August 1, 2008

I was having lunch with a friend and she said her company was doing “agile”. I asked her to explain. She shrugged her shoulders and said “We don’t write documents.”

Ouch. Oh, don’t get me started.

It was a nice 2-hour lunch because of the ensuing conversation between friends.

We’ve all grown up in a time where our assignment was to write a glorious thick document (detail design document, requirements spec, etc.), that was never read. I’m as guilty as the rest. I once assigned a senior engineer the task of developing a detailed design for the user interface of a new product. He had built a wonderful 2-inch thick detailed design describing in detail the classes and interactions he would be using. The review was scheduled for 3 hours. It lasted 10 minutes. Why? No one had read it. Not even me. Ouch. The only feedback received was that on page 3 there was a long rambling sentence and wouldn’t it be better if it was split into 2 sentences. I’m not kidding. Tom, if you are still out there, I apologize. That 2 months could have been used writing code.

Ever since that experience I have challenged myself and my teams to develop minimal documentation, but documentation that really matters. One example is the Key Design Idea (KDI). KDIs are a high-level conceptual design, typically described pictorially with labels and a few sentences. Running a project usually results in 3 or 4 KDIs developed to capture the salient design aspects. A KDI can be developed usually within 1 day.

Agile Methods certainly de-emphasize the writing of documents. As a matter of fact, the original Agile Manifesto states: “We value working software over comprehensive documentation”. The great thing about agile is that you don’t write documents for documentation or process sake.

Agile helps you to think of documents as a result of an agile activity (as opposed to an assigned deliverable). For example, as you are writing code your design firms up. There is an important new aspect of your design emerging. You need to capture it in a KDI. Another example is holding a User Story workshop. Participants collaboratively brainstorm the requirements. As requirements are identified, they are written on index cards. The result of the workshop is a collection of user story cards – a “minimal document” of the agile activity. Yes, the stack of cards is the document! Another wonderful example of a document is a drawing on a whiteboard showing an architectural layering of your system. Take a digital photo of the drawing and put it on the server in the Designs folder. I’m not kidding – it is a document.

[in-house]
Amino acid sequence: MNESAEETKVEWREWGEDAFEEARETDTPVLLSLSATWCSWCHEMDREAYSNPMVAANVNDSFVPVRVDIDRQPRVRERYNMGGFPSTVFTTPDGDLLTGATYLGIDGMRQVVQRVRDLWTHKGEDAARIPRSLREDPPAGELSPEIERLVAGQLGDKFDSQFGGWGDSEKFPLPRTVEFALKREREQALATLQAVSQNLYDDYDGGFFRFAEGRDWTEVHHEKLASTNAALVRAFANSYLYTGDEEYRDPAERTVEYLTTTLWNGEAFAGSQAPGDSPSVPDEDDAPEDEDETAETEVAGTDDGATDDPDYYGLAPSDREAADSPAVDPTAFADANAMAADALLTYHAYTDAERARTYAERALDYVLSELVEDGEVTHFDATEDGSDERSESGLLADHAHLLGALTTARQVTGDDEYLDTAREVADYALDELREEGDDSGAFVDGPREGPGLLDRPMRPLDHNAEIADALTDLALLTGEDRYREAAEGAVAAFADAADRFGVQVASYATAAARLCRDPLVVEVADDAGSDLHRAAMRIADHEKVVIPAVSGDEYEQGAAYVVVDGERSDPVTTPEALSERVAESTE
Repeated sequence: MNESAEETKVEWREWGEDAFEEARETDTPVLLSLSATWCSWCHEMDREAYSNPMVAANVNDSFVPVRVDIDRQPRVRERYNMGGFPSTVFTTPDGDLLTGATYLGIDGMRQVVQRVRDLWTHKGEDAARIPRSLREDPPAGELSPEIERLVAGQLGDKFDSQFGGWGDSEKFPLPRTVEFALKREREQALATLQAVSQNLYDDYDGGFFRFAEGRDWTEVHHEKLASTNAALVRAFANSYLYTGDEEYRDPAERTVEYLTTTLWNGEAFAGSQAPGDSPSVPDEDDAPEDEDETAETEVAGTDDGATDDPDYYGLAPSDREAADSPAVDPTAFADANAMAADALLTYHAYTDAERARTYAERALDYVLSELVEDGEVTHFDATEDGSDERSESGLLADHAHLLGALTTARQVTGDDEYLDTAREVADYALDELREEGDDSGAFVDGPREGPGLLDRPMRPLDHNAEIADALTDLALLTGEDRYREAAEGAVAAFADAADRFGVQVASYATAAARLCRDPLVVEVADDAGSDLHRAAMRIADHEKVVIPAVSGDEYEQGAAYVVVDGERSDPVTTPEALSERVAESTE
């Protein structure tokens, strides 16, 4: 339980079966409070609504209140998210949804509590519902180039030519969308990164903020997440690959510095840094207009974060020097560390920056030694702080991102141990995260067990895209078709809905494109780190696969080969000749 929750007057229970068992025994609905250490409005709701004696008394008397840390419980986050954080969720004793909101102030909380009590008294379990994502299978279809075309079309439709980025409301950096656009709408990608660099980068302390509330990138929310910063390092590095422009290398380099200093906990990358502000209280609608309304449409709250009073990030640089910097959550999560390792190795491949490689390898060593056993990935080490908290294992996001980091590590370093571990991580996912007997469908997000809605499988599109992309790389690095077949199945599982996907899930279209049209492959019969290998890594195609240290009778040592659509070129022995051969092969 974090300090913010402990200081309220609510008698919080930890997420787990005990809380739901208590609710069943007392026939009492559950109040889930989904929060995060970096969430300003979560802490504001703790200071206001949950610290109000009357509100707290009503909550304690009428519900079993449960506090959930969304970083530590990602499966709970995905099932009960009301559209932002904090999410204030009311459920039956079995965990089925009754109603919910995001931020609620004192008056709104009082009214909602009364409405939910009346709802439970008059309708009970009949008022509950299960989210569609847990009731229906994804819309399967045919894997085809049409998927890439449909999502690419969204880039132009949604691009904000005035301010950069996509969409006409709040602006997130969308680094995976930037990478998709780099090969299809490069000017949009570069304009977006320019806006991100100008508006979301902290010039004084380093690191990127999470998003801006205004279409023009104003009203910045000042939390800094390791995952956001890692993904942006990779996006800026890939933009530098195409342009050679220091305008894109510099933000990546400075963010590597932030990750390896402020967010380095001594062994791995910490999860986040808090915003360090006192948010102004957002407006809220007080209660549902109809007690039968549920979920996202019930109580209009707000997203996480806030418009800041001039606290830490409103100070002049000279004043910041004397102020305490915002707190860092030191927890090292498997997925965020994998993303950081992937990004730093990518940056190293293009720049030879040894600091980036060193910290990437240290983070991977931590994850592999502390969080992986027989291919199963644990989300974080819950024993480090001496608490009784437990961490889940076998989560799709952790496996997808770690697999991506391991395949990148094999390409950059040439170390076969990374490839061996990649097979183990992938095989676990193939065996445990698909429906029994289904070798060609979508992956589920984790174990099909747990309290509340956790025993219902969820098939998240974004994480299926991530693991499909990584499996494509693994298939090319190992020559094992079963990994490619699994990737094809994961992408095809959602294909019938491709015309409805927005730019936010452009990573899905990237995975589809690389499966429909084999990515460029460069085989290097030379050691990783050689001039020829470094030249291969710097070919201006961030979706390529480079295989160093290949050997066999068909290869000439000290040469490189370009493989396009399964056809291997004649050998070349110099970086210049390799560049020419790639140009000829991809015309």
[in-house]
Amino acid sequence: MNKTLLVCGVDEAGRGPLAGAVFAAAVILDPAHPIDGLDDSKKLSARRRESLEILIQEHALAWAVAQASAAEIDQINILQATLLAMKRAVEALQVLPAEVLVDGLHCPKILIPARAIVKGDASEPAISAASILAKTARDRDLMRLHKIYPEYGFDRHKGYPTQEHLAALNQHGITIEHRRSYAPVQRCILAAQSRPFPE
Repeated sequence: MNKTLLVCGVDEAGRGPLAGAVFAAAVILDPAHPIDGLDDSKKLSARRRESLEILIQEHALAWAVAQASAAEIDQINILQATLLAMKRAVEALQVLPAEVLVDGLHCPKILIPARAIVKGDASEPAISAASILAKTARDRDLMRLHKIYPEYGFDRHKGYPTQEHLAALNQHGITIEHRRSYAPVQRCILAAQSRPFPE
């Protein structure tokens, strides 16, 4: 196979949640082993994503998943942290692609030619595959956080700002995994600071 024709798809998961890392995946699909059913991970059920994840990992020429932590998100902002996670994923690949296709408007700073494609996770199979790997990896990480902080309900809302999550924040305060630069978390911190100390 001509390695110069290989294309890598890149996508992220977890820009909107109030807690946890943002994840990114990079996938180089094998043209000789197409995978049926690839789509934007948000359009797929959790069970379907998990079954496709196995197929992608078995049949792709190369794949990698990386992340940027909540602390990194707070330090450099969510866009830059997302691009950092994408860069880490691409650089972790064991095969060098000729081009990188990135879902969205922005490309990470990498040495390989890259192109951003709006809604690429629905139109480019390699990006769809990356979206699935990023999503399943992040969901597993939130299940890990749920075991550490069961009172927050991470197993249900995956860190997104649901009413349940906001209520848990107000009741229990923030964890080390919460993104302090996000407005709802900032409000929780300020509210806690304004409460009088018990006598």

Examples of documents in an agile world include: user story cards, use cases, KDIs, product backlogs, iteration backlogs, overall release plan, reflection meeting findings, wiki pages, etc. Even the Kanban board with attached story cards under columns for “done”, “in work”, and “not started” is an example of an agile document!

Does that sound like “We don’t write documents?” No way.

Agile puts it in a different perspective – documents are minimal and meaningful – as they should be. They are a natural output of the agile practices. They are supportive in nature to writing code.

Compare this to the old-fashioned ways of developing software where the deliverable assignment was a document. Do you see the difference?

I still paid for lunch, but she will pay next time!

Comments? Feel Free! Contact me and let me know what you think.

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